Pantry essentials: 10 spices for a healthier you

How many do you have in your pantry?

We asked Reece Carter to share the top must-use herbs for wellbeing.

Look at your spice rack. Hiding among the barely touched jars lie potent natural medicines, just waiting to be plucked from the shelf so they can show off their health benefits. See that bottle of fennel seeds you bought, used once, and then forgot about? Crack it open again and make a decoction. Now, add a handful of peppermint from the garden and, voila, you’ve got a tea to banish the bloat after a big meal. And the cinnamon you bought when you went through that baking phase? Blend a pinch or two into your morning smoothie to help keep sweet cravings at bay for the rest of the day.
Your local farmers’ market can become your pharmacy, and your pantry can morph into a medicine cabinet, with a little knowledge of which humble ingredients have a physiological effect on the body. Here are 10 of my must-haves to make it easy for you to get started.

Liquorice

WHAT IS IT?
Liquorice root was once used to flavour confectionery, but has mostly been abandoned now in favour of artificial alternatives. The root itself though is an incredible tonic, and herbalists use it to aid in recovery from periods of intense stress, both physical and emotional.
WHAT CAN I USE IT FOR?
Recovery and adaptation to stress, and sore throats. Avoid liquorice if you have high blood pressure, and check with your doctor first.

Elderflower

WHAT IS IT?
Elderflowers are tiny creamy-white flowers that grow on elder trees in big clusters called umbels. They appear just when we need them, when allergies hit in springtime.
WHAT CAN I USE IT FOR?
Hayfever, allergies, colds and to help children with a runny nose.

Ginger

WHAT IS IT?
Like its colourful cousin turmeric, ginger acts as an anti-inflammatory. In traditional Chinese medicine, ginger is used to warm a cold body, and so it is a great tea to sip on during cooler weather.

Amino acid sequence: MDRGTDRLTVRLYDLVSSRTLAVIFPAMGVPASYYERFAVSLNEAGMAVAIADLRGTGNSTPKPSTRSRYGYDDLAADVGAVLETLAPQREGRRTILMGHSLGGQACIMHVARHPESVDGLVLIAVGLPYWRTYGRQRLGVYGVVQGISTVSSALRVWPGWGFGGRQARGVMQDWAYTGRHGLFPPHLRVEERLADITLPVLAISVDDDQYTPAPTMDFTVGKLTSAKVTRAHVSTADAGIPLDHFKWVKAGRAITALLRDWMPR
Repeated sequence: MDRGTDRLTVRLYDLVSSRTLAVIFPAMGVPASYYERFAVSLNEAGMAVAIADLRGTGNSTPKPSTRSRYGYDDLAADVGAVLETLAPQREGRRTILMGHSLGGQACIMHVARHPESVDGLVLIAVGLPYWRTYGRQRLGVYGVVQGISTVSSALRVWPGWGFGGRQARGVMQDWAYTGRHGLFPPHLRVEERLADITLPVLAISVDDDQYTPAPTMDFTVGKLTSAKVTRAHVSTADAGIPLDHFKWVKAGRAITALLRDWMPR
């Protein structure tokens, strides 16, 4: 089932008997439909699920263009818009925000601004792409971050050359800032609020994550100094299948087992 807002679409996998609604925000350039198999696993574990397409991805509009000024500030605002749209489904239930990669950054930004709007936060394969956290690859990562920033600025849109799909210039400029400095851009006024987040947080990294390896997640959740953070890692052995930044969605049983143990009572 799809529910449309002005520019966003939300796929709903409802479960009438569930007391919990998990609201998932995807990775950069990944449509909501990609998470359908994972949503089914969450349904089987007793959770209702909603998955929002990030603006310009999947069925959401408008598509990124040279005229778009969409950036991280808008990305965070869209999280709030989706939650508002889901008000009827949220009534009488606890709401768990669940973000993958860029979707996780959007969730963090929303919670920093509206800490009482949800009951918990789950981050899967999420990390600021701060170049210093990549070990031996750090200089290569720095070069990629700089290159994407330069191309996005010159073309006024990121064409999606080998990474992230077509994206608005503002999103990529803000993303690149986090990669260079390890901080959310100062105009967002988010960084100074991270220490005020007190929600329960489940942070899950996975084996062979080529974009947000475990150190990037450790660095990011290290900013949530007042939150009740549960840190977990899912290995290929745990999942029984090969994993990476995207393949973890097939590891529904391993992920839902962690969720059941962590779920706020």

WHAT CAN I USE IT FOR?
Bloating, colds, nausea, period pain, motion sickness and even hangovers.

Oats

WHAT ARE THEY?
‘Oats aren’t a herbal medicine!’ I hear you cry, and maybe you’re right, but they are such a medicinally powerful food. The fibres in oats bind to excess cholesterol in the gut and help lower ‘bad cholesterol’. They also leave skin feeling silky smooth when used in external preparations.
WHAT CAN I USE IT FOR?
Maintaining healthy blood cholesterol and lipids, and eczema.

Green tea

WHAT IS IT?
Green tea is full of catechins, which have been clinically tested to show their antioxidant and immune-stimulating effects. Other compounds called xanthines have given green tea a reputation as a metabolism-booster and weight loss aid. It’s also strongly antibacterial.
WHAT CAN I USE IT FOR?
Colds and flu, weight loss, fatigue and acne.

Fennel seed

WHAT IS IT?
Fennel is a small, elongated seed that tastes a bit like aniseed. Along with fresh peppermint from your garden, it’s about to become your strongest ally when it comes to the battle of the bloat; the oils in fennel relax muscles in the gut and make for easier digestion.
WHAT CAN I USE IT FOR?
Irritable bowel syndrome (IBS), bloating, cramps and flatulence.

Garlic

WHAT IS IT?
Known to boost immunity, kill off bad bugs and even help lower ‘bad cholesterol’, garlic is a tonic we should all be on. Keep the parsley within reach though, and munch on a handful afterwards to ward off garlic breath.
WHAT CAN I USE IT FOR?
Maintaining healthy cholesterol and lipid levels, boosting immunity in winter and fighting off colds.

Turmeric

WHAT IS IT?
Turmeric really is the king of anti-inflammatories as it contains curcumin, which is believed to work in the same way as pharmaceutical anti-inflammatories. It doesn’t have the nasty side effects, leaving your gut lining healthy and happy.
WHAT CAN I USE IT FOR?
Irritable bowel syndrome (IBS), arthritis and joint pain.

Valerian

WHAT IS IT?
Valerian root was my first introduction to herbal medicine, when I decided to take a natural sleep aid on a long-haul flight. It was a big mistake opening the tincture inside the plane; it didn’t take long for valerian’s tell tale old sock smell to fill the cabin.
WHAT CAN I USE IT FOR?
Insomnia and mild anxiety.

Dandelion

WHAT IS IT?
You’ve probably got plenty of it growing in your backyard, but since it’s easily confused with another herb called cat’s ear, I don’t recommend that you play botanist and forage for your own. We use two parts of the plant in herbal medicine: the green leaves stimulate digestion, and the root is used for liver complaints.
WHAT CAN I USE IT FOR?
Loss of appetite and constipation.

Reece Carter holds a Bachelor’s degree in Health Science (Naturopathy) as well as a lifelong passion for all things green. From the planter box to the pantry, Reece reveals how to turn leaves and petals into remedies in his latest book The Garden Apothecary ($39.95), published by HQ Non Fiction and is available in stores now.

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The information presented on this website is not intended as specific medical advice and is not a substitute for professional medical treatment or diagnosis. Read our Medical Notice.